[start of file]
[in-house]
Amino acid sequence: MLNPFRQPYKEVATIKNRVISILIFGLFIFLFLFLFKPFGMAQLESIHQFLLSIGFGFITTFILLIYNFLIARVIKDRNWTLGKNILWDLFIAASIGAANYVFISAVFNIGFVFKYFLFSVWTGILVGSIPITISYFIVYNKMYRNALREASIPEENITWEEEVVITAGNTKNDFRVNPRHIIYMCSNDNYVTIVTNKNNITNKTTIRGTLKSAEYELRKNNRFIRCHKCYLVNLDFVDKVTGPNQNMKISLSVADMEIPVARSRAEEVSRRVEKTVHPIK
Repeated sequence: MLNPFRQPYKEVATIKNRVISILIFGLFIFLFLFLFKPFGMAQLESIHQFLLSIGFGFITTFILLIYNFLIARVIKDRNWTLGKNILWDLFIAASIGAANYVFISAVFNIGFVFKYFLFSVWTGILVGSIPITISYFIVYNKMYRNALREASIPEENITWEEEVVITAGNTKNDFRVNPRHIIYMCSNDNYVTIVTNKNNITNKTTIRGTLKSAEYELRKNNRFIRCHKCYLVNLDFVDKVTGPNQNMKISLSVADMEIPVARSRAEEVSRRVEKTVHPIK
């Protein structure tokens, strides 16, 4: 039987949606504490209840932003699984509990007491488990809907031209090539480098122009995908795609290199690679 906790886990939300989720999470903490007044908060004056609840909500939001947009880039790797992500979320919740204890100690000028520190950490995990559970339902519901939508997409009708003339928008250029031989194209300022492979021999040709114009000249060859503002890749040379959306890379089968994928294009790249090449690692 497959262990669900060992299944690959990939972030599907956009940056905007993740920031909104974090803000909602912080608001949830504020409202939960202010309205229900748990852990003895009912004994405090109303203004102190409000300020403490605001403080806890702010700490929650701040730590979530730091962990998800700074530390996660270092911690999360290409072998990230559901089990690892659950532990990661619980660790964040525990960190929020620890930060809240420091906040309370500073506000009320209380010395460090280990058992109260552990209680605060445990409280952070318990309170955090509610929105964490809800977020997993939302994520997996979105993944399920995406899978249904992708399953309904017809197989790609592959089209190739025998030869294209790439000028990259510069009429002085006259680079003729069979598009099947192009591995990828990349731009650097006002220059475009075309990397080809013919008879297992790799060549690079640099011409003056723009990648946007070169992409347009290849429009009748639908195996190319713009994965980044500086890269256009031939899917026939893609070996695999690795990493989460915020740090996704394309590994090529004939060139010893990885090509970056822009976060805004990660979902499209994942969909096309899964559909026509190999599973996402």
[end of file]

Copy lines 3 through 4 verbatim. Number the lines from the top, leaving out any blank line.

Repeated sequence: MLNPFRQPYKEVATIKNRVISILIFGLFIFLFLFLFKPFGMAQLESIHQFLLSIGFGFITTFILLIYNFLIARVIKDRNWTLGKNILWDLFIAASIGAANYVFISAVFNIGFVFKYFLFSVWTGILVGSIPITISYFIVYNKMYRNALREASIPEENITWEEEVVITAGNTKNDFRVNPRHIIYMCSNDNYVTIVTNKNNITNKTTIRGTLKSAEYELRKNNRFIRCHKCYLVNLDFVDKVTGPNQNMKISLSVADMEIPVARSRAEEVSRRVEKTVHPIK
């Protein structure tokens, strides 16, 4: 039987949606504490209840932003699984509990007491488990809907031209090539480098122009995908795609290199690679 906790886990939300989720999470903490007044908060004056609840909500939001947009880039790797992500979320919740204890100690000028520190950490995990559970339902519901939508997409009708003339928008250029031989194209300022492979021999040709114009000249060859503002890749040379959306890379089968994928294009790249090449690692 497959262990669900060992299944690959990939972030599907956009940056905007993740920031909104974090803000909602912080608001949830504020409202939960202010309205229900748990852990003895009912004994405090109303203004102190409000300020403490605001403080806890702010700490929650701040730590979530730091962990998800700074530390996660270092911690999360290409072998990230559901089990690892659950532990990661619980660790964040525990960190929020620890930060809240420091906040309370500073506000009320209380010395460090280990058992109260552990209680605060445990409280952070318990309170955090509610929105964490809800977020997993939302994520997996979105993944399920995406899978249904992708399953309904017809197989790609592959089209190739025998030869294209790439000028990259510069009429002085006259680079003729069979598009099947192009591995990828990349731009650097006002220059475009075309990397080809013919008879297992790799060549690079640099011409003056723009990648946007070169992409347009290849429009009748639908195996190319713009994965980044500086890269256009031939899917026939893609070996695999690795990493989460915020740090996704394309590994090529004939060139010893990885090509970056822009976060805004990660979902499209994942969909096309899964559909026509190999599973996402």